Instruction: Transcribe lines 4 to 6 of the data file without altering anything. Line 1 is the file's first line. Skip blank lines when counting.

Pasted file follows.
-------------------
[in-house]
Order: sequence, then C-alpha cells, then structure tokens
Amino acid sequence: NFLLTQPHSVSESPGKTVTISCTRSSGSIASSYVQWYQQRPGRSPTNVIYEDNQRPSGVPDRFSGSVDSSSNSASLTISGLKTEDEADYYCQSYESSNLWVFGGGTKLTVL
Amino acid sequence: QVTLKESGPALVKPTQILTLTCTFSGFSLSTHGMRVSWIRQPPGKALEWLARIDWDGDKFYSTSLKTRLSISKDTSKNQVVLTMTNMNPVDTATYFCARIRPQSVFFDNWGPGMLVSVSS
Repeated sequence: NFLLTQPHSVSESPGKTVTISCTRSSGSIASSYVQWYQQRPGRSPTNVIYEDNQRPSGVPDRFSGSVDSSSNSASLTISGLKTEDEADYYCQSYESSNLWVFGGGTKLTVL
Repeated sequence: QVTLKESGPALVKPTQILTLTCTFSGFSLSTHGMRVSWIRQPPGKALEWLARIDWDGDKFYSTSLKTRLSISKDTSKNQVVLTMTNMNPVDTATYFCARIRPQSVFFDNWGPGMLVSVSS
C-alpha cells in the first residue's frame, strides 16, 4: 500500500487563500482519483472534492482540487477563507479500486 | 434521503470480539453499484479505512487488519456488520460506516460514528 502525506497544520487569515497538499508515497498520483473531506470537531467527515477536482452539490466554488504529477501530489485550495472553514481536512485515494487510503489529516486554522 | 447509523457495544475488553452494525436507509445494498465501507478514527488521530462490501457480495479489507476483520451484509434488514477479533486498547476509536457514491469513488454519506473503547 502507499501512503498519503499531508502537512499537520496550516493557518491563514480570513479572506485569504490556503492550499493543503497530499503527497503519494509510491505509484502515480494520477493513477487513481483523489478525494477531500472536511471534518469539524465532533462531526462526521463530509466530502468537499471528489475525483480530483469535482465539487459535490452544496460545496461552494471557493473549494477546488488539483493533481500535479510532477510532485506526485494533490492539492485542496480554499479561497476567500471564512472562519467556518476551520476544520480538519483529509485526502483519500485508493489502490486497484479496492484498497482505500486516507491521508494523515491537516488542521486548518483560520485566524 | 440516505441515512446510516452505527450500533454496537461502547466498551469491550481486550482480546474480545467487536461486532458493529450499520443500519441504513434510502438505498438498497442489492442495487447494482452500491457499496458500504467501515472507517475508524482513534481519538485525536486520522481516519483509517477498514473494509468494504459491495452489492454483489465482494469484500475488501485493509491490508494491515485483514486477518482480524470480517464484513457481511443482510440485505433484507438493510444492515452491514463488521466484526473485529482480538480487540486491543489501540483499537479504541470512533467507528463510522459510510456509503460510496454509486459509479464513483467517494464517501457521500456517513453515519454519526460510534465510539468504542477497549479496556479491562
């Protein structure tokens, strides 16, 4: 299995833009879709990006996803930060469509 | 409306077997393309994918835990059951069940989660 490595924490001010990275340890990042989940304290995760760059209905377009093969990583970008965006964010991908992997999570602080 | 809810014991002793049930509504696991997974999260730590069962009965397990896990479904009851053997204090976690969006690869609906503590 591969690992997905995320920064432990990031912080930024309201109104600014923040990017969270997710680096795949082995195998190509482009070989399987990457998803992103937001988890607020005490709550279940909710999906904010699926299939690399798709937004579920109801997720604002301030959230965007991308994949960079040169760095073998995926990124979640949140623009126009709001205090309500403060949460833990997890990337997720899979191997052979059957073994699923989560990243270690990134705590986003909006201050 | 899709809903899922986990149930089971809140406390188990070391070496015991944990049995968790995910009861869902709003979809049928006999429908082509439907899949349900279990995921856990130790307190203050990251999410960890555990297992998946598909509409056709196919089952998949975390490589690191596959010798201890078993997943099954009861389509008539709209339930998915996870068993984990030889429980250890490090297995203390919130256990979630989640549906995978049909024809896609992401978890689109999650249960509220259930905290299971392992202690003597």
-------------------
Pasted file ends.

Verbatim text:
Amino acid sequence: QVTLKESGPALVKPTQILTLTCTFSGFSLSTHGMRVSWIRQPPGKALEWLARIDWDGDKFYSTSLKTRLSISKDTSKNQVVLTMTNMNPVDTATYFCARIRPQSVFFDNWGPGMLVSVSS
Repeated sequence: NFLLTQPHSVSESPGKTVTISCTRSSGSIASSYVQWYQQRPGRSPTNVIYEDNQRPSGVPDRFSGSVDSSSNSASLTISGLKTEDEADYYCQSYESSNLWVFGGGTKLTVL
Repeated sequence: QVTLKESGPALVKPTQILTLTCTFSGFSLSTHGMRVSWIRQPPGKALEWLARIDWDGDKFYSTSLKTRLSISKDTSKNQVVLTMTNMNPVDTATYFCARIRPQSVFFDNWGPGMLVSVSS